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Repeating God's name


The Blessed Lord said:
Among sacrifices I am the sacrifice
of silent repetition (Japa)

The Bhagavad Gita Chapter 10, verse 25.

Click on underscored words to open paragraph

Japa By Sri Ramana Maharshi

The Secret of the Mala: (Rosary)
The Significance of the number 108
The Significance of the number 9

Single-minded Devotion  (The story of Gopaler-ma)
It is hard to believe how the infinite God actually assumes a
finite human form and plays with human beings. But this play
was actually enacted in the life of a woman devotee of
Sri Ramakrishna Paramhansa.

One way to approach God, according to traditional Hinduism,
is by practising any one of five dualistic attitudes, or modes.
These attitudes, or modes, are manifested in the relationship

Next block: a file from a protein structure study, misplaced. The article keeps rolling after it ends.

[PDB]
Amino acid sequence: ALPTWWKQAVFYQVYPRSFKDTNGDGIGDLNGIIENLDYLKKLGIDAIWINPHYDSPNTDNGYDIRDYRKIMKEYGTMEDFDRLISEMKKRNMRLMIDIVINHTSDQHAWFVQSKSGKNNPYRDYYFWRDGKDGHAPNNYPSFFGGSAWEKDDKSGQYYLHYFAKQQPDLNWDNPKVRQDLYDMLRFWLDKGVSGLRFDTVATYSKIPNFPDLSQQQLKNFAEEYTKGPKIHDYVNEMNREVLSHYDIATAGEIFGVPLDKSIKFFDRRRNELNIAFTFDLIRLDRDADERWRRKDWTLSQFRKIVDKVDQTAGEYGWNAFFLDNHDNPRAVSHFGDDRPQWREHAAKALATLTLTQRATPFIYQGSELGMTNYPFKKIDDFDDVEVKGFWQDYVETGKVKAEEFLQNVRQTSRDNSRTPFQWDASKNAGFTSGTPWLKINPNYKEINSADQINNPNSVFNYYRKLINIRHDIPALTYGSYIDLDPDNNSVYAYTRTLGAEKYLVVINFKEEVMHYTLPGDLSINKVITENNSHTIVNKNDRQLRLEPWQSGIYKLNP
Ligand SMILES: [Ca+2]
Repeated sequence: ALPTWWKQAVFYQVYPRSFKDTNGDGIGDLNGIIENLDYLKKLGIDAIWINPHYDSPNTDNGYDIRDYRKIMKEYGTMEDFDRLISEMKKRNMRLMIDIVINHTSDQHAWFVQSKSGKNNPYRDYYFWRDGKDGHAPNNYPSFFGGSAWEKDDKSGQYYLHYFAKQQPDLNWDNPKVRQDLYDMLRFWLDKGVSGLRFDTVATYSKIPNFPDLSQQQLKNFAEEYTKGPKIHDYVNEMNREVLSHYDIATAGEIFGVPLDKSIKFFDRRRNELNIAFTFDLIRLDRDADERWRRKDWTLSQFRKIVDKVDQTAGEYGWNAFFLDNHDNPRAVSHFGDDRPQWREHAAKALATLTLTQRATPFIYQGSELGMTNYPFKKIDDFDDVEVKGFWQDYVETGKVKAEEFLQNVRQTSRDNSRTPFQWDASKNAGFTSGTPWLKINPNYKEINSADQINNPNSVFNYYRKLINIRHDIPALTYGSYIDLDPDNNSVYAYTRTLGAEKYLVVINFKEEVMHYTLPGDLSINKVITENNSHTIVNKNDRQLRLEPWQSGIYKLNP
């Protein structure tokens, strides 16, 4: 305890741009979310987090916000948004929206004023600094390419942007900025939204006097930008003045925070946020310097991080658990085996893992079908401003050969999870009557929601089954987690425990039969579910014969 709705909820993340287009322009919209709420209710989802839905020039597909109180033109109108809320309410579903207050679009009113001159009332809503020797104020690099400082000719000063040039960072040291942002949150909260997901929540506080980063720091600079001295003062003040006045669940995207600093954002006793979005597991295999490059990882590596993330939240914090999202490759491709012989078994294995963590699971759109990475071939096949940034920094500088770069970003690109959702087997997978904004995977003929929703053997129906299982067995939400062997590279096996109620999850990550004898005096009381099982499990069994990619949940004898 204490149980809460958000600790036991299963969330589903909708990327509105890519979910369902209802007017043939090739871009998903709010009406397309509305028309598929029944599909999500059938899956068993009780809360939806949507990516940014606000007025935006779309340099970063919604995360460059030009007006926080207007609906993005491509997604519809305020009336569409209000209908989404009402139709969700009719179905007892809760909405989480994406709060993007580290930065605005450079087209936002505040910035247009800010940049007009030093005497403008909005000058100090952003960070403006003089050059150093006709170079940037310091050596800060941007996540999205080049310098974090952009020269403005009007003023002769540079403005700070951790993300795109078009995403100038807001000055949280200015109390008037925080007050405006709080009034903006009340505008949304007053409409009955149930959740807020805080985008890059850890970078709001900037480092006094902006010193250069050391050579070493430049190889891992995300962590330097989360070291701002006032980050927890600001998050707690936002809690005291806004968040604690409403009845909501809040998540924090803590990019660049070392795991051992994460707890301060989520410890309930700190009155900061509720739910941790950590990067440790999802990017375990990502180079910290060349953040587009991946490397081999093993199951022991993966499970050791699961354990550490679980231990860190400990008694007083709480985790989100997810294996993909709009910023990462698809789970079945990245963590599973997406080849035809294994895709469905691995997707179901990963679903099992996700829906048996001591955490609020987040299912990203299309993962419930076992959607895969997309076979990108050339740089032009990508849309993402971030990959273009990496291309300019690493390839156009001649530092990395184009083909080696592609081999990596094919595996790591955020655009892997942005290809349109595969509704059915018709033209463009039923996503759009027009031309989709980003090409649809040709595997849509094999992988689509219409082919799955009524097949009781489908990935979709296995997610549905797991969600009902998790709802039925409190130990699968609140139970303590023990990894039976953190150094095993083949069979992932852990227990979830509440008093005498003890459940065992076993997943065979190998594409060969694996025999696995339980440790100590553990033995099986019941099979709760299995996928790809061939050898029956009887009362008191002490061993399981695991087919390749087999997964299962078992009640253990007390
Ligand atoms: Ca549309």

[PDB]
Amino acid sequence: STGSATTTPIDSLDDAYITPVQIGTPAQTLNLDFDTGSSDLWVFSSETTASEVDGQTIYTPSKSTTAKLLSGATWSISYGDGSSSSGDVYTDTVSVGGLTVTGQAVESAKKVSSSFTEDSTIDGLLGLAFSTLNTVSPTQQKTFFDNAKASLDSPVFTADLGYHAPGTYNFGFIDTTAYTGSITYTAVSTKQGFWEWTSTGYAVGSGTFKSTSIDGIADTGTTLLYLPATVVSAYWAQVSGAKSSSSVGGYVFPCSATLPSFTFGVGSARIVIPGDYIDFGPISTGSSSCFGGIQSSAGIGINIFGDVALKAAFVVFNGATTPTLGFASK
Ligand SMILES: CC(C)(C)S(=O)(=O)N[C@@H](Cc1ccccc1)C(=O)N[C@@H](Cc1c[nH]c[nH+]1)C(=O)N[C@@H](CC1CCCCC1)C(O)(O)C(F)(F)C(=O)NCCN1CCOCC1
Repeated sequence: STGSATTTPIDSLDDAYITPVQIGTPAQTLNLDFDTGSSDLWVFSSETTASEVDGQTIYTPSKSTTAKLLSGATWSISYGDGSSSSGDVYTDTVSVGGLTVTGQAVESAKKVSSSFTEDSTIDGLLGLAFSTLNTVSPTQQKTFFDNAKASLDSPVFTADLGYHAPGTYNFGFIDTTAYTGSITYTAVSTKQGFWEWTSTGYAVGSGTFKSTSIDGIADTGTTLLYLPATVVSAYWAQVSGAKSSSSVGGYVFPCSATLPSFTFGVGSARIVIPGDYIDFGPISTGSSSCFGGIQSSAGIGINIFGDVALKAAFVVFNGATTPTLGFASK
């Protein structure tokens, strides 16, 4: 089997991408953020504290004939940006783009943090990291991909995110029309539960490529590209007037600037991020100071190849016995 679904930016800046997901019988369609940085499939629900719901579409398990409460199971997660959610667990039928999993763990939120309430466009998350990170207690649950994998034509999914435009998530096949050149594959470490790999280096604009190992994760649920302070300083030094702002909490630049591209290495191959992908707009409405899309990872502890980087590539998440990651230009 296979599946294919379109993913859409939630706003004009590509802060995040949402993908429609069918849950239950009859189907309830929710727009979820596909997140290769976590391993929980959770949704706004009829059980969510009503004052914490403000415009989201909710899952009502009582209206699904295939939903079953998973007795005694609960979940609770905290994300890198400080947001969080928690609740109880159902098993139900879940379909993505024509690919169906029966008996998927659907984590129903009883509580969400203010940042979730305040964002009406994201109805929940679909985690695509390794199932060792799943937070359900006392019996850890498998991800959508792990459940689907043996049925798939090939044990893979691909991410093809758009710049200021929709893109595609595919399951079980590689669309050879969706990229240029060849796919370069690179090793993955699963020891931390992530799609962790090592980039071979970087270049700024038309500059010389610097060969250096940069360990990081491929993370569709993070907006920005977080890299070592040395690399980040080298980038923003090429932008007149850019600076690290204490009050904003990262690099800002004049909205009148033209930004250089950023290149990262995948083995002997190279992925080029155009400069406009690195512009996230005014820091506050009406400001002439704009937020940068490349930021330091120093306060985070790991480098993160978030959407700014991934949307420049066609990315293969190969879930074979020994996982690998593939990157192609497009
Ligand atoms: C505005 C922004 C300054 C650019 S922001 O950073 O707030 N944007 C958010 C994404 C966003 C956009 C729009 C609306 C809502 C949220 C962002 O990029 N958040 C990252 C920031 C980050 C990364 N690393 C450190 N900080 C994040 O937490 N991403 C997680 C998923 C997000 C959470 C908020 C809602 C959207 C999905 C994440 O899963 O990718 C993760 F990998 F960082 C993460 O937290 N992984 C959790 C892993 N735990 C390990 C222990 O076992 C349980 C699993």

between the devotee and God, and they are:

Santa Bhava
The peace and stillness felt in the presence of God

Dasya Bhava
The attitude of a servant towards his Master

Sakhya Bhava
The attitude of a friend towards a Friend

Vatsalya Bhava
The attitude of a parent towards a Child

Madhura Bhava
The attitude of a lover towards the Beloved.


The Teachings of  Sri Ramana Maharshi

Japa   (Repetition of God's name)

By Sri Ramana Maharshi
Edited by David Godman

By David Godman

A Mantra is a word or phrase, which has been given to a disciple by a Guru, usually as part of an initiation rite. If the Guru has accumulated spiritual power as a result of his realisation or meditation, some of this power is transmitted in the Mantra. If the disciple repeats the word continuously, the power of the Guru is invoked in such a way that it helps the disciple to progress towards the goal of self-realisation. Sri Ramana Maharshi accepted the validity of this approach but he very rarely gave out Mantras himself and he never used them as part of an initiation ceremony. He did, on the other hand, speak highly of the practice of Nama-Japa (the continuous repetition of God’s name) and he often advocated it as a useful aid for those who were following the path of surrender.